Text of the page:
The storekeeper’s life was one of long hours and, at slack times, interminable boredom. Different stores had different business plans. Some made money by selling a limited range of luxury goods at large markups. Just a few sales an hour could keep things ticking over. Others relied on selling large volumes of goods at small markups. Whatever their style of retailing, all took risks when ordering or manufacturing goods. If they had too much stock, not all might sell; if they had too little they risked running out and missing potential sales.
Store owners also had to move shops to where the foot traffic was, and adapt to changing fashions and transport. Retailing, while risky, could be very lucrative if the storekeeper tapped into the public’s tastes.
Many shops were run as family businesses. The names of many successful retail businesses, like Pascoes the jeweller, Hallensteins the clothier and Hannahs the shoemaker, are family names. Children of shopkeepers often worked in the store when old enough, and some later took over the business. Shopkeeping has been – and still is – one of the easiest ways of starting your own business.
The first shops were wooden buildings that resembled houses. Next came more ornate Italianate designs. From the 1860s many were plastered brick. Most shop buildings were not more than two or three storeys. Many had verandahs over the footpath to shelter shoppers looking in windows. Often buildings had shops on the ground floor, with offices, factories or service areas in upstairs rooms. Advertising signs often featured on panels above the verandahs facing the street. Typically shops lined streets with intricate façades, behind which the buildings were very plain. Side and back streets provided access for delivering goods.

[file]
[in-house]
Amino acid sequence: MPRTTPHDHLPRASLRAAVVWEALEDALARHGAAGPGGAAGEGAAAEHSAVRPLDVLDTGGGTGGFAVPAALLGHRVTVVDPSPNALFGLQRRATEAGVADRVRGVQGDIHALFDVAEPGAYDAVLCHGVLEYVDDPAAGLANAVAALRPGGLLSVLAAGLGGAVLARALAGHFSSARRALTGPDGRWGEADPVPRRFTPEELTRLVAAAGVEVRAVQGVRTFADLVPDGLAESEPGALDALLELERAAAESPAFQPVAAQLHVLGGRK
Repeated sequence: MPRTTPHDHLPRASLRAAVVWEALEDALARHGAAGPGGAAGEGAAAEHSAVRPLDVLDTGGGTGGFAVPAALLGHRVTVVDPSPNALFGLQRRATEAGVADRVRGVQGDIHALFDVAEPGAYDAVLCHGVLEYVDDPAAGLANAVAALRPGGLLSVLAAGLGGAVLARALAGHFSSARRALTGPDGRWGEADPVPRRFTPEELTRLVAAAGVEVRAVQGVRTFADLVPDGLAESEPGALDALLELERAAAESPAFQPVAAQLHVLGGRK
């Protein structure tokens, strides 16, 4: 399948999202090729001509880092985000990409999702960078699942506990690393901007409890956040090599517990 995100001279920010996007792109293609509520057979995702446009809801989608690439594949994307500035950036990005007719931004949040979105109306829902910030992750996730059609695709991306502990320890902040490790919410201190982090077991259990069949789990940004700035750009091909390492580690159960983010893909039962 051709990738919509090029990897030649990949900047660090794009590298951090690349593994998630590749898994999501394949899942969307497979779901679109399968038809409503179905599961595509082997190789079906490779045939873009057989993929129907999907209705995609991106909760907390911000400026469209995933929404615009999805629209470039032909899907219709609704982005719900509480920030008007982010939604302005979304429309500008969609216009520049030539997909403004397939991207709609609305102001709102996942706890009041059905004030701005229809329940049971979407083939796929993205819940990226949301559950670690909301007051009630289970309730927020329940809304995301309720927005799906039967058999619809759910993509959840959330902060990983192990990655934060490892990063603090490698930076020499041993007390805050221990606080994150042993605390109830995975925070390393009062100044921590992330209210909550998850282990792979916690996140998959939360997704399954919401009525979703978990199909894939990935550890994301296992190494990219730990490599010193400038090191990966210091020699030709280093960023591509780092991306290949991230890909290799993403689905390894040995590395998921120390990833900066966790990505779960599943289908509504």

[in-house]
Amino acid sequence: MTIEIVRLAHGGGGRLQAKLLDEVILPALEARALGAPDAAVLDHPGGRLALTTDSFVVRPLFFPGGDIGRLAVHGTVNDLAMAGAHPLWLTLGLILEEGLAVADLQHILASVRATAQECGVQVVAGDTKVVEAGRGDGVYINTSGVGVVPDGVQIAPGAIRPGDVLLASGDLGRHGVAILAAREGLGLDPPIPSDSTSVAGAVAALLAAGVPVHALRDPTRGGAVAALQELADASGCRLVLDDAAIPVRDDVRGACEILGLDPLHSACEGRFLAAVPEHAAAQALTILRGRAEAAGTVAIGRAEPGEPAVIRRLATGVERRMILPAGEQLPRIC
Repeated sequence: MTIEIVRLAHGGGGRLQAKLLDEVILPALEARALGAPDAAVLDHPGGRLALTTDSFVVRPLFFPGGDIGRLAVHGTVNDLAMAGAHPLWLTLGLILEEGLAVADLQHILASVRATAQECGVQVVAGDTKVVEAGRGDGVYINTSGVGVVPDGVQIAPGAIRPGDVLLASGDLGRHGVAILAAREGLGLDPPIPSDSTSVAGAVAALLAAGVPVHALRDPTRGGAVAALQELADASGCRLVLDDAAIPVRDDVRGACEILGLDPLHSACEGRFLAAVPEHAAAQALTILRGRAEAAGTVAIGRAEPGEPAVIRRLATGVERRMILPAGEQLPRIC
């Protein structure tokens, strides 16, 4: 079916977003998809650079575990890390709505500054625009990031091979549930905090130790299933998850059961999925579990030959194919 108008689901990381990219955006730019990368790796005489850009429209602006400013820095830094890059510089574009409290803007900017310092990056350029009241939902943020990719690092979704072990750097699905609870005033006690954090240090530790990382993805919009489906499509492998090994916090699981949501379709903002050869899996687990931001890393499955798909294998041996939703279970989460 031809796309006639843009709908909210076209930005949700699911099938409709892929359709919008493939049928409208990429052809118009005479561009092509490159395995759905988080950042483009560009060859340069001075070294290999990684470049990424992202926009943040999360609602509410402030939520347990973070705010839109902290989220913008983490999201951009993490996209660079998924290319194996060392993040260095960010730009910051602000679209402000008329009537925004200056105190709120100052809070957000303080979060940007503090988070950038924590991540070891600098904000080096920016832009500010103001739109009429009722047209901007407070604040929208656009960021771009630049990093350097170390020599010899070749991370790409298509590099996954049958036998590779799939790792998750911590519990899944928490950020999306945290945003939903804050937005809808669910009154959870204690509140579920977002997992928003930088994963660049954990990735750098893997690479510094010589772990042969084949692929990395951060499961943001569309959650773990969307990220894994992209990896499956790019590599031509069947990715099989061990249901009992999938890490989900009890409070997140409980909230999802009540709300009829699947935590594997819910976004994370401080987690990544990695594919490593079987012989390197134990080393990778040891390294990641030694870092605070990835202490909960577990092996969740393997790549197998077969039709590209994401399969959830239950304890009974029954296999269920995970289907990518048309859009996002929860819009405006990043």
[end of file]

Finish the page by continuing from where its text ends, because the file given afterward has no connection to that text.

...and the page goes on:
Württemberg not Germany
An Otago watch seller had trouble with a sale to an old bullock driver in the 1940s:
‘On entering he at once clapped his eyes on some alarm clocks on display. “Just the very thing I want – a good alarm clock … Wrap me up one,” he said. I had it about ready to hand over when he very suddenly remembered there was a war on. “Hold on, Jimmy … Take it away, the blimey thing is made in Germany. I wouldn’t have it on my mind at any price.” … I unwrapped it, and on holding it up to him remarked: “Look, can’t you read. It is printed on the dial, Made in Wurttemberg.” “Oh, that will do me fine. Wrap it up again,” he said.’1 (Württemberg is, in fact, an area in south-west Germany.)
The shoppers’ experience
The image of the sociable small shopkeeper who knew many of his customers by their first name was more apt in small towns. However, even in cities there was some truth to this before the rise of the car, and for shops that customers visited regularly, such as general stores.
Shopping was a major event, especially for housewives – they dressed up to go to town. Before self-service became common, produce was mostly behind the counter, and shoppers queued to be served, chatting with other customers. They asked the shopkeeper for advice and recommendations. Purchased items were wrapped in brown paper and tied with string. In the late 1800s and early 1900s grocery shopping was a very sociable experience, and one that had to be done regularly in the days before refrigeration. Shopkeepers were often experts in their areas and a source of invaluable advice as well as goods.
In cities such as Christchurch, trams headed into the city centre packed full of suburban shoppers, going mainly to large department stores, but also to strips of shops. Small inner-city shops like Mrs. Pope’s (haberdashery and wool), Minson’s (glass and china) and the Queen Anne chocolate shop and milk bar were three fondly remembered examples.
From the 1910s to the 1970s Friday night in town was an important event, with most people coming in from the suburbs by public transport well into the 1950s. Female mid-week shoppers often combined their excursion with afternoon tea in the tearooms of a major department store.